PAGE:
Folic Acid May Reduce Age-Related Memory Problems
WebMD News Archive
Jacobsen disagrees. He says a cocktail of three vitamin supplements -- folic acid, B12, and B6 -- can dramatically lower homocysteine levels, even in those who get the recommended levels of the vitamins in their diets.
"Homocysteine levels naturally increase as you age," he says. "And anyone who is not supplementing and is eating a regular western diet probably has high-normal to very high homocysteine."
Jacobsen, 62, recommends taking 400-800 mcg of folic acid every day and 25-100 mg of vitamin B6. He says it is not clear if B12 supplementation is beneficial in younger people, but it does appear to benefit those over 50. He takes 500 mcg of B12 each day.
"There is no doubt in my mind that supplementation lowers homocysteine levels," he says. "We live in an age of evidence-based medicine, though, and we don't have the evidence yet to conclusively show that lowering homocysteine has any positive clinical effect. But it is also very safe to take these three water-soluble vitamins."
So should homocysteine levels be checked routinely, just like cholesterol and blood pressure? One problem with this, experts say, is that there is still controversy about what constitutes high and normal homocysteine levels. And the CDC is working to standardize homocysteine measurement. In November of 1999, CDC researchers compared the accuracy of homocysteine assay readings at 14 different labs around the U.S., and found significant discrepancies.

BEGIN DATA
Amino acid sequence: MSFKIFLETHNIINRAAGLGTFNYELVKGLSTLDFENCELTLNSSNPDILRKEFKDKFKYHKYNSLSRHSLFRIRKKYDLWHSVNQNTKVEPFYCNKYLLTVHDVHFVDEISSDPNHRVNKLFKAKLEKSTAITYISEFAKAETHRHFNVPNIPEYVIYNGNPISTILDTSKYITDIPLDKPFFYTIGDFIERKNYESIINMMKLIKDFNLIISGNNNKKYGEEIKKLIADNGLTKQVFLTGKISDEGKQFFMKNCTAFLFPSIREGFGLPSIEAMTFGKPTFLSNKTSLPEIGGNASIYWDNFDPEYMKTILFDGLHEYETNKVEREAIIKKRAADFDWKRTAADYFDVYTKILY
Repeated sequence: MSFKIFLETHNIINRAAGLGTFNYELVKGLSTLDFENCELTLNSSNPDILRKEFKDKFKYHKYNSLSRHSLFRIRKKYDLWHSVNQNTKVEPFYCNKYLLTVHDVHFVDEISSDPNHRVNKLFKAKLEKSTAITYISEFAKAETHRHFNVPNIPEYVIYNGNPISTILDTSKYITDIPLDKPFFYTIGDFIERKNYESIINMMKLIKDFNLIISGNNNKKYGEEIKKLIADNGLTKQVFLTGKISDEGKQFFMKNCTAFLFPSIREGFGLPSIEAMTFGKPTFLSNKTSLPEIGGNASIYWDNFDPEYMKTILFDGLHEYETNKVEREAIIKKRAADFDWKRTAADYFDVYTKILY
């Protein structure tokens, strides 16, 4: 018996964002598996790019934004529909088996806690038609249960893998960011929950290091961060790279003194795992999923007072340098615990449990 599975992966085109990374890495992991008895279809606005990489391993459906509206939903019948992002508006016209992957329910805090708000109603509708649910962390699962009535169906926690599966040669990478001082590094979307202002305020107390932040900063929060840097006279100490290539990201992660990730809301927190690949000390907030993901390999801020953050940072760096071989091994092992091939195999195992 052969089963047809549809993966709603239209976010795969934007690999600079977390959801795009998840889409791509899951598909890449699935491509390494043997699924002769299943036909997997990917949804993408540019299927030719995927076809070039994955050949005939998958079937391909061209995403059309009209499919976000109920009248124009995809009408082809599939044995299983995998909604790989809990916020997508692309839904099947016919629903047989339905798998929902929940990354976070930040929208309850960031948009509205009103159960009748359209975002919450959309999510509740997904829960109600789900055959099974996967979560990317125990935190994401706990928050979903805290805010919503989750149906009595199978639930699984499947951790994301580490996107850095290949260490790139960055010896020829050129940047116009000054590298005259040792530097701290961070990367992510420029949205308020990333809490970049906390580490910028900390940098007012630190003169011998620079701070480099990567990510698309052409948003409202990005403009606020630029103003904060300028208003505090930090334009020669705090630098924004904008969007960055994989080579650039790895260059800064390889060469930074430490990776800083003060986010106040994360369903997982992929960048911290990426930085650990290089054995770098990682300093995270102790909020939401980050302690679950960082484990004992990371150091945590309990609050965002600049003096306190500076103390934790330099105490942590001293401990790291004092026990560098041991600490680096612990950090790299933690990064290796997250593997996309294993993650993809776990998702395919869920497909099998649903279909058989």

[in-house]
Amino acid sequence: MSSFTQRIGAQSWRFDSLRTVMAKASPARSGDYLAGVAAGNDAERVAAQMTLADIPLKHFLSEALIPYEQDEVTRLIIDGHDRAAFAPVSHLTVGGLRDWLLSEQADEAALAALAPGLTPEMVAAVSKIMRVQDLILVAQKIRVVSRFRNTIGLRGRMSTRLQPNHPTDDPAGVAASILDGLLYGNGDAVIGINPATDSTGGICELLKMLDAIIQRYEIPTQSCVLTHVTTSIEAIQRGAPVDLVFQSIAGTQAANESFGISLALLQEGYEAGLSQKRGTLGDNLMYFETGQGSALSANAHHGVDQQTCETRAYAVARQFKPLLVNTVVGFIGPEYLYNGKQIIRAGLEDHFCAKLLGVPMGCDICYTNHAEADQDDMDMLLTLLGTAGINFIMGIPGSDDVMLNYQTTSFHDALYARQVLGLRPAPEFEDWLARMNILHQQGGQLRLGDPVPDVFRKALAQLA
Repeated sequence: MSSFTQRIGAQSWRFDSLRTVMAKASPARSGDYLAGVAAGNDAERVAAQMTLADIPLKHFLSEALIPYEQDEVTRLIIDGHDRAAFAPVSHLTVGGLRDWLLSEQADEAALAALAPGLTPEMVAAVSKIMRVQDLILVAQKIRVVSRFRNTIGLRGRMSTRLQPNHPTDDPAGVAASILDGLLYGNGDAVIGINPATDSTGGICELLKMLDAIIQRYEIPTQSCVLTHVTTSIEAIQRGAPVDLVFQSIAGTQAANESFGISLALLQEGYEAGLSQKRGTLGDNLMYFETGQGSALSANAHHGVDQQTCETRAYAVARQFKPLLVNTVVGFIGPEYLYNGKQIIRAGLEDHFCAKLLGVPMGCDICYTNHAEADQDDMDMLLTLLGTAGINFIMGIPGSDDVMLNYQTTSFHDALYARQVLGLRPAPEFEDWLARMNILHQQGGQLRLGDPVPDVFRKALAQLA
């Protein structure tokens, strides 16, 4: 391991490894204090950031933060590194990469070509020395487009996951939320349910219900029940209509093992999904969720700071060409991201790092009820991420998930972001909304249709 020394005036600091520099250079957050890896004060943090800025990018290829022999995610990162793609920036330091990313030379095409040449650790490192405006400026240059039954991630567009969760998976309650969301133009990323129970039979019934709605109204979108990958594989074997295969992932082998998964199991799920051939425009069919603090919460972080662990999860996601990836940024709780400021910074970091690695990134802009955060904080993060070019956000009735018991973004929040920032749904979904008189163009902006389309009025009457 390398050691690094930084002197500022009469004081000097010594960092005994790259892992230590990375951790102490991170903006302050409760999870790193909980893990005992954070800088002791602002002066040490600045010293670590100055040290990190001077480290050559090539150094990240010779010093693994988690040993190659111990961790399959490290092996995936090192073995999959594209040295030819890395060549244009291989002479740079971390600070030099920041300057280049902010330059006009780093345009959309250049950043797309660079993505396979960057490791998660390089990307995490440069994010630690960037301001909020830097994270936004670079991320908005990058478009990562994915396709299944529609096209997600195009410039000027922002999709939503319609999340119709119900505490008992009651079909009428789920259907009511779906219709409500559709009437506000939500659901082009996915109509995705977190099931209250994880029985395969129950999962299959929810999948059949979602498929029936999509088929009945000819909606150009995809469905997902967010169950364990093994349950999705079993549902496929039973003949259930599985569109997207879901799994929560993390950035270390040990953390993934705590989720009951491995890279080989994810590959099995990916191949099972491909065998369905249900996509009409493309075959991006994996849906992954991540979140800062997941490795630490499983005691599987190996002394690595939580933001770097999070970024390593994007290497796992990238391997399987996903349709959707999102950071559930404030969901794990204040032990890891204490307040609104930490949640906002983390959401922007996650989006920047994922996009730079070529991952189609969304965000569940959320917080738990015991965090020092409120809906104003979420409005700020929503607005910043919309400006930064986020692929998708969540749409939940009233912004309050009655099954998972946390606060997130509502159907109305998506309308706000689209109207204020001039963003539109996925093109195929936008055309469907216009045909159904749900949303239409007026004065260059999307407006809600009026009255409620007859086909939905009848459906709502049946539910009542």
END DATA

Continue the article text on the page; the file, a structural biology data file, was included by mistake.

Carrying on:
Ongoing studies may prove that lowering homocysteine levels can help prevent memory problems associated with aging, but Morris says it is already clear that other unidentified factors are also involved.
"It is a little discouraging, but it does appear that as you age your memory does decrease," she says. "Hopefully, folate fortification can impact this. But it is still a fact that our short-term memory at age 70 is probably going to be worse than it was at age 60, and we don't really know why."